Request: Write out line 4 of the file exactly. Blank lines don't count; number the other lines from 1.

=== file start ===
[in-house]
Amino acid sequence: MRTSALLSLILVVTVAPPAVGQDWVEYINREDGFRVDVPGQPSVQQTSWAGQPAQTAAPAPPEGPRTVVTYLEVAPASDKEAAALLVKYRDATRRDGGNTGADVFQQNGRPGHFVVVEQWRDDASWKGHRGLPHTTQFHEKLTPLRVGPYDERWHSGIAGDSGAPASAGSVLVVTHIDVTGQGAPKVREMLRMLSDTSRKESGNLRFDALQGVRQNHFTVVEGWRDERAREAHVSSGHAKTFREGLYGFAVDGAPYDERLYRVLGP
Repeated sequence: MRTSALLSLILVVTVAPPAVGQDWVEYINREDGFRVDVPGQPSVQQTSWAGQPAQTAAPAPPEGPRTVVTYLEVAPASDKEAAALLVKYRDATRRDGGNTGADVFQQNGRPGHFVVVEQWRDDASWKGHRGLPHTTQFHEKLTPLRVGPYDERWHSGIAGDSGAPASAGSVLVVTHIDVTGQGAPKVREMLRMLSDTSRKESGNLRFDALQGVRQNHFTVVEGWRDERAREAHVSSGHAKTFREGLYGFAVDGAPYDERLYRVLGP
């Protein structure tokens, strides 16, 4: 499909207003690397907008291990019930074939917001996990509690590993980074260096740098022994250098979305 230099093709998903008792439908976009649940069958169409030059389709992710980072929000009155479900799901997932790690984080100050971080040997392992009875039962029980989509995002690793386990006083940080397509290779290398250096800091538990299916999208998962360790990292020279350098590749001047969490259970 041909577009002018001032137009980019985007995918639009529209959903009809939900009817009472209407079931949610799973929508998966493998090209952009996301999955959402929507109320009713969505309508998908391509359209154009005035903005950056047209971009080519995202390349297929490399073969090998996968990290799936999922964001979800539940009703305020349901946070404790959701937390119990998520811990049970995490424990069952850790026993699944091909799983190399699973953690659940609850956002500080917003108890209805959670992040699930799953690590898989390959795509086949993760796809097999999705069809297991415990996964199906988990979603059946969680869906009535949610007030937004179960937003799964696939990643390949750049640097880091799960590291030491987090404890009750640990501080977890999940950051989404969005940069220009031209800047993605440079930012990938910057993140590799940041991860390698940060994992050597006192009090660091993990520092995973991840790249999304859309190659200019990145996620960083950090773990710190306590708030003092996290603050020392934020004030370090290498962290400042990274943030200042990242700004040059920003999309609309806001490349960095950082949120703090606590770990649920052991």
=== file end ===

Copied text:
């Protein structure tokens, strides 16, 4: 499909207003690397907008291990019930074939917001996990509690590993980074260096740098022994250098979305 230099093709998903008792439908976009649940069958169409030059389709992710980072929000009155479900799901997932790690984080100050971080040997392992009875039962029980989509995002690793386990006083940080397509290779290398250096800091538990299916999208998962360790990292020279350098590749001047969490259970 041909577009002018001032137009980019985007995918639009529209959903009809939900009817009472209407079931949610799973929508998966493998090209952009996301999955959402929507109320009713969505309508998908391509359209154009005035903005950056047209971009080519995202390349297929490399073969090998996968990290799936999922964001979800539940009703305020349901946070404790959701937390119990998520811990049970995490424990069952850790026993699944091909799983190399699973953690659940609850956002500080917003108890209805959670992040699930799953690590898989390959795509086949993760796809097999999705069809297991415990996964199906988990979603059946969680869906009535949610007030937004179960937003799964696939990643390949750049640097880091799960590291030491987090404890009750640990501080977890999940950051989404969005940069220009031209800047993605440079930012990938910057993140590799940041991860390698940060994992050597006192009090660091993990520092995973991840790249999304859309190659200019990145996620960083950090773990710190306590708030003092996290603050020392934020004030370090290498962290400042990274943030200042990242700004040059920003999309609309806001490349960095950082949120703090606590770990649920052991």